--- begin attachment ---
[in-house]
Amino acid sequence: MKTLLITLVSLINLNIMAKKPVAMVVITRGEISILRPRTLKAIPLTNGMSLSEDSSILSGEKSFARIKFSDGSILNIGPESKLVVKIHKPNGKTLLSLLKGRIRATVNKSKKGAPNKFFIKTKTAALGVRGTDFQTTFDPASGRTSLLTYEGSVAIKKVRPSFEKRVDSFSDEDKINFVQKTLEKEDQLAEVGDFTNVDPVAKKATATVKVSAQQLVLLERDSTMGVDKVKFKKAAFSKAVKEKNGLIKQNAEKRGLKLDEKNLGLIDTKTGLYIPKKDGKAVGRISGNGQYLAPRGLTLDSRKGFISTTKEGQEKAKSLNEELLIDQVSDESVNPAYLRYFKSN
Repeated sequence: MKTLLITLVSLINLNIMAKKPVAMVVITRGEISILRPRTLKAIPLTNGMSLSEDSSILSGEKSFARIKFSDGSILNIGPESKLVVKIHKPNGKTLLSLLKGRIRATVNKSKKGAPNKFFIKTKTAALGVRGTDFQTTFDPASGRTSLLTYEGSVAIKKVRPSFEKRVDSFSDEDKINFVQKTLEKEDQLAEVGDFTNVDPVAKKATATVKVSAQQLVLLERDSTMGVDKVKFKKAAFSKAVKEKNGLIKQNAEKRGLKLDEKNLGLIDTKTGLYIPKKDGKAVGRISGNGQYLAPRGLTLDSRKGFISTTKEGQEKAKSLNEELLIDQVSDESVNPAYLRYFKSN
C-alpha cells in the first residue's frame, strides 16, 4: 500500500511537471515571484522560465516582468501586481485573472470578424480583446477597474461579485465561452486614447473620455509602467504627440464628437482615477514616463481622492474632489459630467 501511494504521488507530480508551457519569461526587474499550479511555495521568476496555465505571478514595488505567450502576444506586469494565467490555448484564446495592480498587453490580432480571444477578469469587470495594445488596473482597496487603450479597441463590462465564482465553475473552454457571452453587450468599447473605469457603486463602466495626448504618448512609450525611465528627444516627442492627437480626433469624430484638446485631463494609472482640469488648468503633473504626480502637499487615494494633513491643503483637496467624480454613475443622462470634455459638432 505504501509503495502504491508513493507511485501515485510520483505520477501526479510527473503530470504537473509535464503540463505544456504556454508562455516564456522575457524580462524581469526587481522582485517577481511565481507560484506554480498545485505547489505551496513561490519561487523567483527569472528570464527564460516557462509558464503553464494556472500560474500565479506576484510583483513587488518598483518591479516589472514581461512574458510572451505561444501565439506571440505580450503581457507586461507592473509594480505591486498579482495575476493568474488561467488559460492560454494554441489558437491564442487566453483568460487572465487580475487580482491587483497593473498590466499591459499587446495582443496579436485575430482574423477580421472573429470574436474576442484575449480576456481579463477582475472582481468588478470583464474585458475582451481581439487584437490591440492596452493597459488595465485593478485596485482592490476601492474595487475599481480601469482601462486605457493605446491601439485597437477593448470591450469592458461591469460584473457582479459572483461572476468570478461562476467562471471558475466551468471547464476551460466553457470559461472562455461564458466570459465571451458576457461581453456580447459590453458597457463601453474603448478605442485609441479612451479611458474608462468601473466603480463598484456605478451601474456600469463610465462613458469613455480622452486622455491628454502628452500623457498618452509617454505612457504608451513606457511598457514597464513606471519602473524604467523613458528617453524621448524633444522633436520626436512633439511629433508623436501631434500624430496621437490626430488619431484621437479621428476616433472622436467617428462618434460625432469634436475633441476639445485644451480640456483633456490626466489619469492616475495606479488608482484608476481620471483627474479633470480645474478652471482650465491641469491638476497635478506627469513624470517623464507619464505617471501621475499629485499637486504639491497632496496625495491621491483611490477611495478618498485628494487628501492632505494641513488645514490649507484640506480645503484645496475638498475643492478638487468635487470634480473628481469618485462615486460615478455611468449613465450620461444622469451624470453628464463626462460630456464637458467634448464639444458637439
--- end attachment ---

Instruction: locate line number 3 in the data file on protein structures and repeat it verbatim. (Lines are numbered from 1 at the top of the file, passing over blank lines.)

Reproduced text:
Repeated sequence: MKTLLITLVSLINLNIMAKKPVAMVVITRGEISILRPRTLKAIPLTNGMSLSEDSSILSGEKSFARIKFSDGSILNIGPESKLVVKIHKPNGKTLLSLLKGRIRATVNKSKKGAPNKFFIKTKTAALGVRGTDFQTTFDPASGRTSLLTYEGSVAIKKVRPSFEKRVDSFSDEDKINFVQKTLEKEDQLAEVGDFTNVDPVAKKATATVKVSAQQLVLLERDSTMGVDKVKFKKAAFSKAVKEKNGLIKQNAEKRGLKLDEKNLGLIDTKTGLYIPKKDGKAVGRISGNGQYLAPRGLTLDSRKGFISTTKEGQEKAKSLNEELLIDQVSDESVNPAYLRYFKSN